Kathryn Kolb’s interest in the environment goes beyond her visual aesthetic. Growing up in rural Virginia and with maternal family roots in the western North Carolina mountains, she developed a strong appreciation of the value of natural landscapes. Since the early nineties Kolb has worked to preserve and restore native forest environments and care for urban trees and greenspace. She helped to produce new tree ordinances for DeKalb County and the City of Atlanta, served on the board of Georgia Forestwatch, and helped the City of Atlanta acquire a greenspace in her neighborhood. She was also the principal founder of Keeping It Wild (originally a program of The Wilderness Society and now an independent nonprofit) dedicated to bringing diverse conservation community partners together in order to connect urban residents to natural lands and promote the protection and restoration of natural and wildlands in Atlanta, Georgia and the Southeast.
In 2009–2010, Kolb designed and launched a photography center and print studio in Serenbe Community in Palmetto, GA, where she currently serves as founding director. Most recently, Kathryn Kolb Photographs won best of category “Nature Photography” in the JBX Media International Book Awards 2010.
I was born and reared in Atlanta and was educated in the Atlanta public schools, Georgia Tech, the University of North Carolina and the University of Georgia. I have been married since 1964 to Elise. We have two adult sons. My hobbies are paddling, running, skiing, biking, hiking and camping.
In my professional life as an attorney, I assist clients in the creation, acquisition, merger, reorganization and sale of businesses and business entities; and in the legal aspects of conducting business. I assist securities industry clients such as Broker/Dealers and Registered Investment Advisors in legal and regulatory matters. I assist investors in recovering losses caused by wrongful actions or their stockbrokers and investment advisors.
To integrate my personal and professional lives, I have served for many years as attorney for the Georgia Canoeing Association. In that capacity, I have been in the forefront of paddlers’ legal and political battles to establish and maintain our rights of passage. This has led me to be a strong proponent of paddling trails, including serving as the paddle trail representative to the Georgia Recreational Trails Advisory Committee, which has $2,700,000 to give away this year for qualifying trail projects.
Richard Milligan is a PhD candidate in geography at the University of Georgia and founding member of the Georgia River Survey, an independent organization that has undertaken ecological surveys by canoe of several rivers in the state. He occasionally writes on environmental and social issues for Flagpole Magazine and recently published an essay on colonial natures in Rethinking the Great White North: Race, Nature, and the Historical Geographies of Whiteness in Canada. In addition to volunteering for conservation groups, Richard organizes with the Athens Immigrant Rights Coalition and Freedom University to address injustices for immigrant communities here in Georgia. His dissertation on the Altamaha River System draws upon literary-historical analysis of William Bartram’s Travels, studies of contemporary artistic and literary renditions of the Altamaha, and participatory research with several conservation groups in this basin.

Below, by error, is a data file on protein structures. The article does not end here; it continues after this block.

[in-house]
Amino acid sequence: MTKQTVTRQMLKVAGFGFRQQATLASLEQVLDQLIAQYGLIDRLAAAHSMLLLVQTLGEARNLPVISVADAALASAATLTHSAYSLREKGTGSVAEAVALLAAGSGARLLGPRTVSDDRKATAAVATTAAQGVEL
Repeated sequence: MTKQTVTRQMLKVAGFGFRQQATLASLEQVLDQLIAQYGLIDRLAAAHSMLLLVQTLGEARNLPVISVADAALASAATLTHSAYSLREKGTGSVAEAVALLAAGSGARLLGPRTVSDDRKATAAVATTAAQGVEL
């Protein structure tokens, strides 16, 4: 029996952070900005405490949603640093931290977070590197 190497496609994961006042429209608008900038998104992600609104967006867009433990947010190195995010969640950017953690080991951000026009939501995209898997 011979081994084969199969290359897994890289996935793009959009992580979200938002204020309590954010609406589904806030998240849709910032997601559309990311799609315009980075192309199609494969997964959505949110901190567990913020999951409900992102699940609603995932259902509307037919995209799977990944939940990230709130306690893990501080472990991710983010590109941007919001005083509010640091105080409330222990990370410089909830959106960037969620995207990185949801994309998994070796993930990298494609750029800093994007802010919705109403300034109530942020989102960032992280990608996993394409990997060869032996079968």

Hasib Muhammad is an advocate for youth voice. He believes that all young people have a voice to be heard. From a trip overseas to Bangladesh, he has seen the effects of youth voice suppression firsthand, and he does not want that to happen in the United States. He is the Program Director of Greening Forward, an environmental non-profit organization that focuses on empowering young people to impact the environment positively.
In his spare time, Hasib enjoys writing about youth empowerment. His work has been published in The Huffington Post and other outlets. He is also an avid public speaker and has presented at TEDxYouth@TheBeltline.
Bryan is a PhD candidate at the University of Georgia under Dr. Bob Cooper. Bryan is researching patterns of bird communities in large river floodplains and the vulnerability of bird and plant communities of tidal wetlands of the Altamaha River to sea level rise.